Cities Take the Lead in Reducing Preventable Traffic Fatalities with Vision Zero

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This is a guest post by Veronica Vanterpool, deputy director of The Vision Zero Network.

Ask anyone in your community if they know someone killed or seriously injured in a traffic crash and the answer is likely “yes.” In fact, the odds of being killed in a traffic crash are 1 in 103. Despite claiming 40,231 lives in 2017 — that’s 100 people each day dying in preventable incidents — traffic safety rarely gets the attention it deserves as a major public health epidemic in this country. While the National Safety Council estimates the societal costs of these crashes at $430B a year, there is no way to quantify the emotional cost of these tragedies.

Fortunately, there are proven solutions to ensuring safe mobility for all community members, and we are seeing more and more city leaders step up to lead the way by committing to Vision Zero.

What is Vision Zero?

Vision Zero is a safety approach to eliminate deaths and reduce serious injury from traffic crashes. Started in Sweden more than 20 years ago, it is founded on the ethical belief that everyone should be able to move around safely, whether by foot, bike, transit or car. It is unacceptable that our transportation systems put our lives at risk when we have proven solutions that provide safe travel for all.

Imagine 100 people in this country dying from the flu or in plane crashes every day. There would be widespread alarm and our collective response would be swift and bold. Unfortunately, our collective response seems almost indifferent to the significant loss of life each year as people simply attempt to move about their communities. Vision Zero helps us understand that the only morally responsible goal is zero traffic deaths and severe injuries.

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Getting to zero requires changing how we approach transportation issues and how we advance proven solutions. A fundamental premise of Vision Zero is that traffic deaths and serious injuries are preventable, not inevitable. Why does this matter? Because knowing something is preventable means we can influence the outcome and motivate action.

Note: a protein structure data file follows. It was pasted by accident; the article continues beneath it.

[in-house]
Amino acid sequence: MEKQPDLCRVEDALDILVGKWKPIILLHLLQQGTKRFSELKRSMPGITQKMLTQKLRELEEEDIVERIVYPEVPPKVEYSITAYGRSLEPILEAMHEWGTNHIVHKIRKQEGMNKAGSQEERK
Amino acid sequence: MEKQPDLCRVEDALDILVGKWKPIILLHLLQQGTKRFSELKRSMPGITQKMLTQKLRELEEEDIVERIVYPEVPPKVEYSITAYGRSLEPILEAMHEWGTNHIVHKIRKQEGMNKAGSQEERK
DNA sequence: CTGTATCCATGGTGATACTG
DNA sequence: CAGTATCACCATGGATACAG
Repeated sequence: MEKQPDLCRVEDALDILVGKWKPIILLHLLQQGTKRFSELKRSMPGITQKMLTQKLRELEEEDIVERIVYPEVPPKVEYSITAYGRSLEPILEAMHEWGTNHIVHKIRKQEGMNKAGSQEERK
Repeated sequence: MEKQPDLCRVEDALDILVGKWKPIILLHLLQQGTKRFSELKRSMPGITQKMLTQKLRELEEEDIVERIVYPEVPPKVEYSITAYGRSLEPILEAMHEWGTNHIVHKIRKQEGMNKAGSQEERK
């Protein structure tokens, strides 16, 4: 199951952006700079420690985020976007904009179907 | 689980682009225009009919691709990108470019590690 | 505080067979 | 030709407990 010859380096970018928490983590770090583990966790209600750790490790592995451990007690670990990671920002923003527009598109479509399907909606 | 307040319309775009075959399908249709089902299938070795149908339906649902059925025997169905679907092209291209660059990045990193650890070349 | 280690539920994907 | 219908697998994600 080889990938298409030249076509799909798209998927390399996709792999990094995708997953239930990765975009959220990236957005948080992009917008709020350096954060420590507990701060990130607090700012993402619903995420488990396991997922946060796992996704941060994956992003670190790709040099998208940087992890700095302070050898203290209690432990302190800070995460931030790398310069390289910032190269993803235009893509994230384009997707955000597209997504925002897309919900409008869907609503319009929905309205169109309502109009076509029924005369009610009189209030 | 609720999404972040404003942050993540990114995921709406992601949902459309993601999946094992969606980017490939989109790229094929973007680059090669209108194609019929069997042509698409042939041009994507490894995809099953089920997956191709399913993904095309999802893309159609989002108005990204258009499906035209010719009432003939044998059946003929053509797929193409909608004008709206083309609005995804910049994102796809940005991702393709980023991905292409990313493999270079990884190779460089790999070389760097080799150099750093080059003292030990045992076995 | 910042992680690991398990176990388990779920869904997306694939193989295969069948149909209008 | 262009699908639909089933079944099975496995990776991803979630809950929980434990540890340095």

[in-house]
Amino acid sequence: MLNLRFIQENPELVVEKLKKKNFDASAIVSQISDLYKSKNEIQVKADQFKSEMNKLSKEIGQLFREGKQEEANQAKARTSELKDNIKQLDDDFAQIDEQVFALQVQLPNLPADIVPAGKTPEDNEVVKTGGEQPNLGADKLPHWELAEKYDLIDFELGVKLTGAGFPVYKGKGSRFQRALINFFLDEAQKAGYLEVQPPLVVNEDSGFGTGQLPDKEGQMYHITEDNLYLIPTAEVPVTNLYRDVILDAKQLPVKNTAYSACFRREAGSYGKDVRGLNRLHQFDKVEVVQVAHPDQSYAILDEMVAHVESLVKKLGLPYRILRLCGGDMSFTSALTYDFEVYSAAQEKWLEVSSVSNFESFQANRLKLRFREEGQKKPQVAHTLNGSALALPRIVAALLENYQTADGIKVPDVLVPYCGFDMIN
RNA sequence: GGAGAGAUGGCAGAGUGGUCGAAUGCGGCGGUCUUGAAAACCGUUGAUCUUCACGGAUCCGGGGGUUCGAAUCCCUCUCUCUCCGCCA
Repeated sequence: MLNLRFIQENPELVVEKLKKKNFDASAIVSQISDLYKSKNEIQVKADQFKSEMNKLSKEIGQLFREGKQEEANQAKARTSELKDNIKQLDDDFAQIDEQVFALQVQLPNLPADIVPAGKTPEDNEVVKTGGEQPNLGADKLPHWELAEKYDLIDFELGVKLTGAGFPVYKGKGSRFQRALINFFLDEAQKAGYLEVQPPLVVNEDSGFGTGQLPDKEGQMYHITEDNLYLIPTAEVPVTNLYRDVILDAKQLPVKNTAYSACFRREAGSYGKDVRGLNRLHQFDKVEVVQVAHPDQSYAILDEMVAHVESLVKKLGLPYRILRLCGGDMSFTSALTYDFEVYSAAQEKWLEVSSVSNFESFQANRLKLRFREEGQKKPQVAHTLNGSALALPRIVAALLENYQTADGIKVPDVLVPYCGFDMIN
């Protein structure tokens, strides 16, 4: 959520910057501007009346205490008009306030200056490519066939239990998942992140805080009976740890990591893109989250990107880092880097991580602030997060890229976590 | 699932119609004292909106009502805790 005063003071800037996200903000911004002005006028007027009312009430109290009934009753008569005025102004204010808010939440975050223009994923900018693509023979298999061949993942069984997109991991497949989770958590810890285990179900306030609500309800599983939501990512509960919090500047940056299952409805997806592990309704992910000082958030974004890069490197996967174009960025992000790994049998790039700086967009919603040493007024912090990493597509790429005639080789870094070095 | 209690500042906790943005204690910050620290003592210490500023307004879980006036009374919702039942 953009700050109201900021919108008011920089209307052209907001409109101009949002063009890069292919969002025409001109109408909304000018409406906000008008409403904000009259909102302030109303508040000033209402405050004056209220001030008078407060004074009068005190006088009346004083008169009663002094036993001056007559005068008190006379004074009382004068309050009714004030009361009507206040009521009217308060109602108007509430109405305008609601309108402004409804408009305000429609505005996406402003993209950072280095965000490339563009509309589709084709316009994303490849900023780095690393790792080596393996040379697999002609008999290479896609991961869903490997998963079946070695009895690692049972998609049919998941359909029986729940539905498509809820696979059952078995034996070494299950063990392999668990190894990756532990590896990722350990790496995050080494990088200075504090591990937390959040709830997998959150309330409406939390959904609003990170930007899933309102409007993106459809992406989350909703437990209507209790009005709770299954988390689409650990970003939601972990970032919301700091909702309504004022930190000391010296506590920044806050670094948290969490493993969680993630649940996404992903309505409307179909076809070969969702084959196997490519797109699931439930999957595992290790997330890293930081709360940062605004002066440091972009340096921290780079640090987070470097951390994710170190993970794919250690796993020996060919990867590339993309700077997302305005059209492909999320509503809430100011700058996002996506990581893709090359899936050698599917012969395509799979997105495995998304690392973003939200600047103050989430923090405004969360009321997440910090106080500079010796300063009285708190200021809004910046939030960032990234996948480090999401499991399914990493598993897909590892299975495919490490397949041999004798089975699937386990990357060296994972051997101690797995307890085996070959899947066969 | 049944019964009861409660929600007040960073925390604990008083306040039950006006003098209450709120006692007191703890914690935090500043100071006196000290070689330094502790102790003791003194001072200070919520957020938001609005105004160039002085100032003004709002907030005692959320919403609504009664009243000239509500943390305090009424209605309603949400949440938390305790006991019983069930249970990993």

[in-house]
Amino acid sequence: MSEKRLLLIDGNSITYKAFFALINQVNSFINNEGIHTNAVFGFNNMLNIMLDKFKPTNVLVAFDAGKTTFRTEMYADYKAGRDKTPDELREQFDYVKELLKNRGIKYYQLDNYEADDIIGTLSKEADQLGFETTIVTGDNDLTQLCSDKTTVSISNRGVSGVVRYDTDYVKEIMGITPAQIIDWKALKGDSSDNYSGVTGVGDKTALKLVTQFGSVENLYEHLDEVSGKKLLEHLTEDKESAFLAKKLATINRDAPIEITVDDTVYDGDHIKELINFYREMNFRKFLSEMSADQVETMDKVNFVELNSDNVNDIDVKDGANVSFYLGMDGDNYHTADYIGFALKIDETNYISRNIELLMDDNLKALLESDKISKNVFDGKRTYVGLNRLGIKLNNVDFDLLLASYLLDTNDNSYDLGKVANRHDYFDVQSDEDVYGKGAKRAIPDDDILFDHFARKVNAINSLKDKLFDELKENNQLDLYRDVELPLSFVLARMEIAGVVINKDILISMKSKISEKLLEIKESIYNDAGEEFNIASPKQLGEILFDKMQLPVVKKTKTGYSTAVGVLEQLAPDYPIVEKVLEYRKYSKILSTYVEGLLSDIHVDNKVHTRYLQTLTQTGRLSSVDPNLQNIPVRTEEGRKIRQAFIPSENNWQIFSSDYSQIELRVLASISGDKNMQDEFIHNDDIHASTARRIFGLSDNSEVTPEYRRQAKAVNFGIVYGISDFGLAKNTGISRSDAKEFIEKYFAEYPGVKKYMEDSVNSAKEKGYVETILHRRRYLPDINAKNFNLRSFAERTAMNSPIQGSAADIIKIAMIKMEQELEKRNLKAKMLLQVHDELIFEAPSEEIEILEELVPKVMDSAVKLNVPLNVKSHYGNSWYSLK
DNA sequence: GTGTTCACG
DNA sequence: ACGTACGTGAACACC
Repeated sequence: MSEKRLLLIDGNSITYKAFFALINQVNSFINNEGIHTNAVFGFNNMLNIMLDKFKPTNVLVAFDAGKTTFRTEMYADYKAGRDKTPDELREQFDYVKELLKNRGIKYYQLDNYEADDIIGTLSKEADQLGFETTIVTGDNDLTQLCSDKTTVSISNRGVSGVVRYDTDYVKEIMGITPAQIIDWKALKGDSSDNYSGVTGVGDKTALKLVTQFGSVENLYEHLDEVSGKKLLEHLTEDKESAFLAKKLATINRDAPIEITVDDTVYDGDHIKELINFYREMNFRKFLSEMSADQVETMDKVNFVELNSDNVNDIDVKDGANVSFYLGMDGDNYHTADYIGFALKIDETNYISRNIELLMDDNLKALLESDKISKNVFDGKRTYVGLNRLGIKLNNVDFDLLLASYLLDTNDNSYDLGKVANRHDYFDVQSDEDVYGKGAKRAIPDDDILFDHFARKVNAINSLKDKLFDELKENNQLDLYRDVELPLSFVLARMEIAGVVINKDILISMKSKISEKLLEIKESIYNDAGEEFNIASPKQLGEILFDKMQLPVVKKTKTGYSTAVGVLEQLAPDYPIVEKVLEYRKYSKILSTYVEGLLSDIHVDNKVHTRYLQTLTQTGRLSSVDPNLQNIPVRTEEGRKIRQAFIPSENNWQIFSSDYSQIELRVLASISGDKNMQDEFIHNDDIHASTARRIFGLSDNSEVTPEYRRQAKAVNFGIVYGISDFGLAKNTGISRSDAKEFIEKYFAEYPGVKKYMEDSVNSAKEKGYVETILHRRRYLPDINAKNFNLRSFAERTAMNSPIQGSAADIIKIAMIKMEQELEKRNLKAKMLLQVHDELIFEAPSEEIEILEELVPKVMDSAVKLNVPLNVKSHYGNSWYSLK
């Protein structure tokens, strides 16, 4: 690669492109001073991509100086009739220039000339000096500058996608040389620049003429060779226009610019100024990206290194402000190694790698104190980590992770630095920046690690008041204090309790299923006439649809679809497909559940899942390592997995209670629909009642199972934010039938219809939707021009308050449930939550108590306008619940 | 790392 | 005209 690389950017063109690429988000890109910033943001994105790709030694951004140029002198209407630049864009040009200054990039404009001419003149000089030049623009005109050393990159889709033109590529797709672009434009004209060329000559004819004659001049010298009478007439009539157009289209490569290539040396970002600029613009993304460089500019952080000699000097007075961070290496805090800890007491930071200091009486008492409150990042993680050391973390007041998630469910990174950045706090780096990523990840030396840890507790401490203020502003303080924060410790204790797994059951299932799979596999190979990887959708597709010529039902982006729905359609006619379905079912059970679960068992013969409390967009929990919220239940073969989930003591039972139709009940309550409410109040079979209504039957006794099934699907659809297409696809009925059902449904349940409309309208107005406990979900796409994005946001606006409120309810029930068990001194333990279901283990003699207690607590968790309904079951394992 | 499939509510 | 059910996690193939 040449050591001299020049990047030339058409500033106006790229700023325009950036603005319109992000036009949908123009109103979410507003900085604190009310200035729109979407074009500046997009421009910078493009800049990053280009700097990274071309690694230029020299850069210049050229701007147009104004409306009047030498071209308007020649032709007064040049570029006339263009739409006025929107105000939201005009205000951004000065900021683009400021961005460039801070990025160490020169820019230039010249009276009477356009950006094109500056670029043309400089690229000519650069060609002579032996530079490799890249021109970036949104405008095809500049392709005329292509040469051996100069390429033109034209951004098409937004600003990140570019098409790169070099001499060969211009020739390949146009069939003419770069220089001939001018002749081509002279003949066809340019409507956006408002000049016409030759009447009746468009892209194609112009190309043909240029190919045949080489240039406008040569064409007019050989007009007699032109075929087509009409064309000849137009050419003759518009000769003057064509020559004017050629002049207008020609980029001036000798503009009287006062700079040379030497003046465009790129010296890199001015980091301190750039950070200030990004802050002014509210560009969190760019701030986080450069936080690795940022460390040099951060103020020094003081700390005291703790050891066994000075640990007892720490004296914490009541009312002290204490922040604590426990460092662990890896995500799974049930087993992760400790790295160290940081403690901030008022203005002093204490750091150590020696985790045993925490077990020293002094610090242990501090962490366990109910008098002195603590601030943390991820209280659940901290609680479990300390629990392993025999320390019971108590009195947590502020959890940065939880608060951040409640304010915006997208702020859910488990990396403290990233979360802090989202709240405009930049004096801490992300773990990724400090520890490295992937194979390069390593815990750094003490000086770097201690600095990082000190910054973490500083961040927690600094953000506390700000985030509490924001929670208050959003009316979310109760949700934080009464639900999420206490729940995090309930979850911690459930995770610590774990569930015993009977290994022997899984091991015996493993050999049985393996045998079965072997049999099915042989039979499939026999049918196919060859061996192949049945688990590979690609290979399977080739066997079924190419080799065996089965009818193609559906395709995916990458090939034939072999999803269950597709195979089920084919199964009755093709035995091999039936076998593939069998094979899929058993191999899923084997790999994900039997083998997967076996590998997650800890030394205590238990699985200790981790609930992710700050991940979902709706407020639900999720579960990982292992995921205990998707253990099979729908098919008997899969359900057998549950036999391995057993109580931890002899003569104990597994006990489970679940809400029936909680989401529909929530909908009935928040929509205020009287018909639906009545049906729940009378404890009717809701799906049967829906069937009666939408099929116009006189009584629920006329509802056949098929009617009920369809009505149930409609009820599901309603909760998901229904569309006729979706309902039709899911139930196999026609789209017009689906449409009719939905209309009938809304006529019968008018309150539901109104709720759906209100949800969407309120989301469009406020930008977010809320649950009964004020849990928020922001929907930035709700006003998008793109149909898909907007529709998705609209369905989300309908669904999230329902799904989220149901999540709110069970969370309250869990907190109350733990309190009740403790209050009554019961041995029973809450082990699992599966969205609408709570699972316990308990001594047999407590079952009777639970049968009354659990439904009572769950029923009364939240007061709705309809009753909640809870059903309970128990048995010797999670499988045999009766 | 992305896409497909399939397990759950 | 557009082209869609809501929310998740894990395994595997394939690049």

These are Preventable Crashes, not Random Accidents

While often referred to as “accidents,” traffic crashes aren’t just chance incidents. They are outcomes of controllable factors such as speeding or poor roadway design and planning. With a Vision Zero approach, system designers — those who engineer roadways, plan transit systems, craft land use policies, innovate technology and pass laws — share responsibility for creating safe systems of travel. Whereas a traditional traffic safety approach emphasizes individual responsibility, such as a distracted pedestrian or a speeding driver, Vision Zero’s Safe Systems approach acknowledges that the system designers share responsibility with the individuals and works to support safer systems for all.

A Safe Systems approach accounts for inevitable human error so that errors do not result in death or severe injury. While all road users must be responsible, a Safe System provides safeguards when road users make mistakes. For example, reducing speeds from 30 mph to 20 mph on a roadway with bus stops and pedestrian activity doubles the chance of survival for an individual hit by a vehicle. This reduction in speed is literally the difference between life and death, and it is controllable by policy makers and street designers. More and more cities — from Seattle to New York City to Charlotte — are incorporating proven speed management into their Vision Zero plans for safety. In fact, the Governors Highway Safety Association recently issued a powerful new report showing the importance of implementing proven speed management strategies — including lowering speed limits, allowing automated speed enforcement technology and redesigning roadways for slower, safer speeds.